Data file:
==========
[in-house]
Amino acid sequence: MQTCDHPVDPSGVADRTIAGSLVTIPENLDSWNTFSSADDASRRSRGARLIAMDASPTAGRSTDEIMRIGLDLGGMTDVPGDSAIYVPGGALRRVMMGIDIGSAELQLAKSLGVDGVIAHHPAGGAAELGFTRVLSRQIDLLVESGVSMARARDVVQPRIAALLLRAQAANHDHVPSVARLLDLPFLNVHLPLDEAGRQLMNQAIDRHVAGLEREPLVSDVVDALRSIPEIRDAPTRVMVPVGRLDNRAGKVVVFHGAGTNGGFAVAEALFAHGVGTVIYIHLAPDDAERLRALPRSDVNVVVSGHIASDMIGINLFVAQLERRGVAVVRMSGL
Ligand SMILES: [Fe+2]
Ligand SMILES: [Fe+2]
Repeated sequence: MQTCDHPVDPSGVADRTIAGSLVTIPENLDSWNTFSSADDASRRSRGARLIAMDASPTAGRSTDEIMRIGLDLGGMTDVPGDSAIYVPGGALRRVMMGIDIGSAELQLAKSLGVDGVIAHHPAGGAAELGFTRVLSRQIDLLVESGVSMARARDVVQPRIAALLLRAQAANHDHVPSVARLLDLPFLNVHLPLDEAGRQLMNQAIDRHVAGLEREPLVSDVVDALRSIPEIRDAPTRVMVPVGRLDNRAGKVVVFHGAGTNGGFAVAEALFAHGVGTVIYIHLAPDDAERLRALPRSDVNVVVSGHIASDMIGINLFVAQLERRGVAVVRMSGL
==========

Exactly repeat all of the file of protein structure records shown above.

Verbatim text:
[in-house]
Amino acid sequence: MQTCDHPVDPSGVADRTIAGSLVTIPENLDSWNTFSSADDASRRSRGARLIAMDASPTAGRSTDEIMRIGLDLGGMTDVPGDSAIYVPGGALRRVMMGIDIGSAELQLAKSLGVDGVIAHHPAGGAAELGFTRVLSRQIDLLVESGVSMARARDVVQPRIAALLLRAQAANHDHVPSVARLLDLPFLNVHLPLDEAGRQLMNQAIDRHVAGLEREPLVSDVVDALRSIPEIRDAPTRVMVPVGRLDNRAGKVVVFHGAGTNGGFAVAEALFAHGVGTVIYIHLAPDDAERLRALPRSDVNVVVSGHIASDMIGINLFVAQLERRGVAVVRMSGL
Ligand SMILES: [Fe+2]
Ligand SMILES: [Fe+2]
Repeated sequence: MQTCDHPVDPSGVADRTIAGSLVTIPENLDSWNTFSSADDASRRSRGARLIAMDASPTAGRSTDEIMRIGLDLGGMTDVPGDSAIYVPGGALRRVMMGIDIGSAELQLAKSLGVDGVIAHHPAGGAAELGFTRVLSRQIDLLVESGVSMARARDVVQPRIAALLLRAQAANHDHVPSVARLLDLPFLNVHLPLDEAGRQLMNQAIDRHVAGLEREPLVSDVVDALRSIPEIRDAPTRVMVPVGRLDNRAGKVVVFHGAGTNGGFAVAEALFAHGVGTVIYIHLAPDDAERLRALPRSDVNVVVSGHIASDMIGINLFVAQLERRGVAVVRMSGL